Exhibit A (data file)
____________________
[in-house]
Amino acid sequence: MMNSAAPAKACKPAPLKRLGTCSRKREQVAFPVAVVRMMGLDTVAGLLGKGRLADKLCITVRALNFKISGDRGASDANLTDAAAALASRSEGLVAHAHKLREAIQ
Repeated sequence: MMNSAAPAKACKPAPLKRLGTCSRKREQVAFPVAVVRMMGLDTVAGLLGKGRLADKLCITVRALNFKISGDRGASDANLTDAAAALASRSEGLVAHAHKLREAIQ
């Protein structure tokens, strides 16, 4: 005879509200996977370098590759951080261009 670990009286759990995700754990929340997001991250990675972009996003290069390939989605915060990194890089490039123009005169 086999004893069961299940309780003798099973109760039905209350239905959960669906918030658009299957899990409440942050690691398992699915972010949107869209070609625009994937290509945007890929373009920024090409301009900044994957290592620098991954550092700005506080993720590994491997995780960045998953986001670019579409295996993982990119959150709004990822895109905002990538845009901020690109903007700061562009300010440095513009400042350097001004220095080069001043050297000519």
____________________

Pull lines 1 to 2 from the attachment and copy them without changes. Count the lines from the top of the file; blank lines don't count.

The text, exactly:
[in-house]
Amino acid sequence: MMNSAAPAKACKPAPLKRLGTCSRKREQVAFPVAVVRMMGLDTVAGLLGKGRLADKLCITVRALNFKISGDRGASDANLTDAAAALASRSEGLVAHAHKLREAIQ